Phnom Kulen's less visited sites

What we say: 3.5 stars

Moss-swathed temples ensconced in jungle are waiting to be found on Phnom Kulen, “Mountain of the Lychees”. The low-lying plateau, 40 kilometres from Siem Reap, draws local and tourists alike to its cooling cascades, river carvings and prominent hill top pagoda, which together make for a popular and well-rounded day trip. Yet those with a taste for adventure will benefit further by traversing terrain little frequented with a moto tour of Phnom Kulen to its less visited sites.

'Mountain of Lychees'

Mountain of lychees.

If ever you wondered how much a Honda Dream motorbike can really cope with, this is the test. Crossing streams, bouncing, bumping and battering your way across the sandstone plateau is a fun journey, if not the most comfortable. You can arrive at Kulen by more conventional means — a car or van — then after paying the entry fee meet the local moto drivers at the top of the ‘mountain’. These guys are a whizz at covering their usual routes, but this won’t feel like a run of the mill tour where you’re herded from site to site. Rather, you’re likely to be the only tourist in sight.

Sufficiently blurred to trick you into thinking the ride is smooth

Sufficiently blurred to trick you into thinking the ride is smooth.

The nearest, and most visited, of the lesser visited sites is Srah Damrei meaning “Elephant Pond.” There’s no longer much water here, where impressive elephant and lion statues now commandeer this jungle hideaway; wandering through the trees you can peek out and see the panoramic plains below. If you’ve not got time for a full moto tour but want to venture beyond the otherwise busy tourist sites of Kulen, this is the one.

I spy with my little eye, something beginning with 'E'

I spy with my little eye, something beginning with ‘E’.

Continuing on you reach the ‘bat cave’. Orange-clad monks stationed here will be glad to assist with a torch – essential – and act as a guide. Delve into dark depths of the cave, a place of worship and, as the name suggests, home of many bats. Shine your torch upwards to see them flutter overhead. Climbing up above the cave reaches just one of the many viewpoints to be found up on Kulen.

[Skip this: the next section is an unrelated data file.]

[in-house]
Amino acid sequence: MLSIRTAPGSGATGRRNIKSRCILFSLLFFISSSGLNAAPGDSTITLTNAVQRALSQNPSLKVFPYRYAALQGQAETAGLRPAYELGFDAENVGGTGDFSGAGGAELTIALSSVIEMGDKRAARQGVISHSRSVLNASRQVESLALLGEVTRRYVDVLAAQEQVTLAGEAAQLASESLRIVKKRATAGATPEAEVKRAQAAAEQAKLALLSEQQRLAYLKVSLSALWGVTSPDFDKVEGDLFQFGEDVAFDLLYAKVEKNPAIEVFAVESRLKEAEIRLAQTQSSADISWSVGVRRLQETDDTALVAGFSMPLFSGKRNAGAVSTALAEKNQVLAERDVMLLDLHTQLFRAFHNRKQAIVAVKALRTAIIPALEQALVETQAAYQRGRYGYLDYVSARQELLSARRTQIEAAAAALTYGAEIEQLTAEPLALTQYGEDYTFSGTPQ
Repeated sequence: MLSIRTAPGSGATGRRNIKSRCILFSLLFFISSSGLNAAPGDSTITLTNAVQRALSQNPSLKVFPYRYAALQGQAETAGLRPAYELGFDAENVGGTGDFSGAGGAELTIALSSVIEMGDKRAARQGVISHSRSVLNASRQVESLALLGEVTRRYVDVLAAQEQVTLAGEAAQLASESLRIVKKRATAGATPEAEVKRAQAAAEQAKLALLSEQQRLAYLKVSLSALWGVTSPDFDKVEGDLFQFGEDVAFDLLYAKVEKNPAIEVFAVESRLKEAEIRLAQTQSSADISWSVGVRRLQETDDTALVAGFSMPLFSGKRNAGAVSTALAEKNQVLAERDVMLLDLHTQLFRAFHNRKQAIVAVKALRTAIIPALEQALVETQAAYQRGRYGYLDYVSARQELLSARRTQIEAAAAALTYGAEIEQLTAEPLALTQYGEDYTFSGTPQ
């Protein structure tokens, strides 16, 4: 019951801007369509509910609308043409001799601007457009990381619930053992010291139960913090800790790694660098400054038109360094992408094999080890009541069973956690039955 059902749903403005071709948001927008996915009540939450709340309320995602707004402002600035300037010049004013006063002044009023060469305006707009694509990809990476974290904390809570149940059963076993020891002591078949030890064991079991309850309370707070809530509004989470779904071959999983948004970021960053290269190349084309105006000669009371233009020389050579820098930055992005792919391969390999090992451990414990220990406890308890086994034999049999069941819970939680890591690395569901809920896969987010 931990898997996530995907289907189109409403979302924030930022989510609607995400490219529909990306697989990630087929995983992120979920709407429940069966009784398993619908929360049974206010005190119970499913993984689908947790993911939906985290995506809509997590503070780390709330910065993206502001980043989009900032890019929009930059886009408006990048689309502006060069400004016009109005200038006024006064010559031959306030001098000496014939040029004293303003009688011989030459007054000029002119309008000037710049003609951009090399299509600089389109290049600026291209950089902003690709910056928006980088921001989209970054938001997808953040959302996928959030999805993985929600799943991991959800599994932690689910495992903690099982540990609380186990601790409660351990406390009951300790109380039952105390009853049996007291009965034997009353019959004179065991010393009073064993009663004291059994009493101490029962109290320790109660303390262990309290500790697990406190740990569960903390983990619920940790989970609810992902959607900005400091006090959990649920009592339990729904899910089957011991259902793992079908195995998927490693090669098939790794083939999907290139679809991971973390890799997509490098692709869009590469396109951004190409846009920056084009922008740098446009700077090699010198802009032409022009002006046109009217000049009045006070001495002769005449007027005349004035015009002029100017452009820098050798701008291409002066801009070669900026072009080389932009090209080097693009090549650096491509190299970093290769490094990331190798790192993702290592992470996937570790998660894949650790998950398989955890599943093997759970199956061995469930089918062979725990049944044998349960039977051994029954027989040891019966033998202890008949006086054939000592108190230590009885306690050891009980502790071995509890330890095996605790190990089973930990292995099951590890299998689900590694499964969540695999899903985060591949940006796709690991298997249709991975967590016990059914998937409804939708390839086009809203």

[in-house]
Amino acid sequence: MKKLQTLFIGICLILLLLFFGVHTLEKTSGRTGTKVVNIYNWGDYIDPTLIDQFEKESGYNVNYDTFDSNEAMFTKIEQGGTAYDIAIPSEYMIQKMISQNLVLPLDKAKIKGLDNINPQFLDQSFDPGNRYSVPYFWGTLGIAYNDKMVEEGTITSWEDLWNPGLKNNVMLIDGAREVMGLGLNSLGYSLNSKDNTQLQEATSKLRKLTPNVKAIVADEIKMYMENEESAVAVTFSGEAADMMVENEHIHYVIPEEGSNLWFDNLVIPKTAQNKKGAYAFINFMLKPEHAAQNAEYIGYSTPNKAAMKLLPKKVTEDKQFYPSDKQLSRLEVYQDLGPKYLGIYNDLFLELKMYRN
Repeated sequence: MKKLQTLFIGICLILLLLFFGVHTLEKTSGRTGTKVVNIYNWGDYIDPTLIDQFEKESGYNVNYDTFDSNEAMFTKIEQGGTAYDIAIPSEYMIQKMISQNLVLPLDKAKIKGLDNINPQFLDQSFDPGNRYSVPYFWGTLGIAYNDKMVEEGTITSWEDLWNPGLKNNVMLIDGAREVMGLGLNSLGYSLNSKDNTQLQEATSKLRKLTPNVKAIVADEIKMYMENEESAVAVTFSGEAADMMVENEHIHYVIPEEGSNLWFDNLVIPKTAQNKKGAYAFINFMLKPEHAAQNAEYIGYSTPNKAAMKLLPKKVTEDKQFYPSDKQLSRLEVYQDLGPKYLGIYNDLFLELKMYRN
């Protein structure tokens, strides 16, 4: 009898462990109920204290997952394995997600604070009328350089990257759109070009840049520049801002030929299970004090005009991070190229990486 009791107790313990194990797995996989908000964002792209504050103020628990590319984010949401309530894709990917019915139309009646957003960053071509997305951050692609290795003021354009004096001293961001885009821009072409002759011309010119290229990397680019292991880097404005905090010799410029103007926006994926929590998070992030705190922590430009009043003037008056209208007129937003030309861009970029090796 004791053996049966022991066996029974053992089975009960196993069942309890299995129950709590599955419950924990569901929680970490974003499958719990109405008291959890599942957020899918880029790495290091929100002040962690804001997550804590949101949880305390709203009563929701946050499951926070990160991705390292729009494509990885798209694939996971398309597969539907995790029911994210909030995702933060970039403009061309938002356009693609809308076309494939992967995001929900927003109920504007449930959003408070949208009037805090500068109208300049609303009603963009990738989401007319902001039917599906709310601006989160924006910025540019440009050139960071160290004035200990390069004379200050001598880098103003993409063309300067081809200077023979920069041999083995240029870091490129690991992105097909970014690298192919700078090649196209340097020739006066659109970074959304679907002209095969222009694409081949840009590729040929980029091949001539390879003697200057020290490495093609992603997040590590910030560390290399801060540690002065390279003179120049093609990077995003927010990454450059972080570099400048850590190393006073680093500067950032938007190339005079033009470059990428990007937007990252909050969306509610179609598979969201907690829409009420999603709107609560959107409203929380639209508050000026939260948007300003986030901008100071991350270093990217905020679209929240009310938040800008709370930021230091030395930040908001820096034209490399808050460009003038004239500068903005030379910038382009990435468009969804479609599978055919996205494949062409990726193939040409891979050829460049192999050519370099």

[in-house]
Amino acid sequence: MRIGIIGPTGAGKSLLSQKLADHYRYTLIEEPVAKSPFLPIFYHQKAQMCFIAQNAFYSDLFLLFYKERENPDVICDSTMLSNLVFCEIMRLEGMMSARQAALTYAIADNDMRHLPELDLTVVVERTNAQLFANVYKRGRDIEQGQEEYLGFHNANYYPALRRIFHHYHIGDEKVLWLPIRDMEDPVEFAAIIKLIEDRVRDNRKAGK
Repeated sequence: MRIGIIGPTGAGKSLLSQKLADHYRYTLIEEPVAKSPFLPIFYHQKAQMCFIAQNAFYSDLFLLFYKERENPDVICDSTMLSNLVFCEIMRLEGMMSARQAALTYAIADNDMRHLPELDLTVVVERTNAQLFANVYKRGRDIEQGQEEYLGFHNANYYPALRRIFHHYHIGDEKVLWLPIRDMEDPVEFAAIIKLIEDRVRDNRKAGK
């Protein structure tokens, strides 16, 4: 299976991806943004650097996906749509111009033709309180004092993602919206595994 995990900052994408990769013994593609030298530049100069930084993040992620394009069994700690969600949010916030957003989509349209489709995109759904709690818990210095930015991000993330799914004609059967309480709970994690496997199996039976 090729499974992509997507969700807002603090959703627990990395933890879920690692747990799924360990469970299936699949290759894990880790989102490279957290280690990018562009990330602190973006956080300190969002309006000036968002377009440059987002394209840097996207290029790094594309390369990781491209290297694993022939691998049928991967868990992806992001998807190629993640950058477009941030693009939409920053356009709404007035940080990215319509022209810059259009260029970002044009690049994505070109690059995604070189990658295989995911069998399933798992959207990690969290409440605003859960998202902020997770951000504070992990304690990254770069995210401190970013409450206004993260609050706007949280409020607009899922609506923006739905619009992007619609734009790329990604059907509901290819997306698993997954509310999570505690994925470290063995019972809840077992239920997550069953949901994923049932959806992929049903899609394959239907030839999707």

The temples crumbling on Kulen include Aran Rung Chen and Pa Oung; it’s true that none are as impressive as those found in the central Angkor complex, but they offer a charm of their own in their dilapidated states, offering the closest you’ll get to a sense of first-time discovery. In fact, the plateau has been confirmed as the site of the so-called ‘lost city’ of Mahendraparvata, former ancient Khmer capital believed to be the birthplace of the Empire, proving that there’s more to Kulen than first meets the eye.

It's a temple. Honest.

It’s a temple. Honest.

A motorbike tour also typically encompasses a stop at the modern cliff top pagoda Wat Preak Krau, another great viewpoint. The tour lasts about four hours, ending up back at the waterfall which is the best place to get lunch as it is well set up for the day trippers to the standard sites. You might also just have time to take a quick dip, before the two-hour journey back to Siem Reap town.

Cool off in the cascades

Cool off in the cascades.

A moto tour of Phnom Kulen’s less visited sites is not an activity for those who need to travel in comfort or are super short on cash – you’re going to need to pay a vehicle to get you to Kulen and back, the rather pricey entrance ticket ($20), moto driver (US$13-15 per person) and guide hire (plus their moto!). A guide is well recommended because the moto drivers don’t speak much English – so you’re at the very least going to need a guide or tour operator to book them for you in the first place. When taking on the services of a guide it is worth checking they have been to the lesser visited sites before – they’re so well off the beaten path that many have not. But this is precisely the reason it is worth the effort to visit.

Last updated: 8th August, 2014

Last reviewed by:
Caroline swapped the drizzle of Old Blighty for the dazzling sunshine of Siem Reap and she spends most weekends cycling the temple-studded terrain that she can call her backyard.

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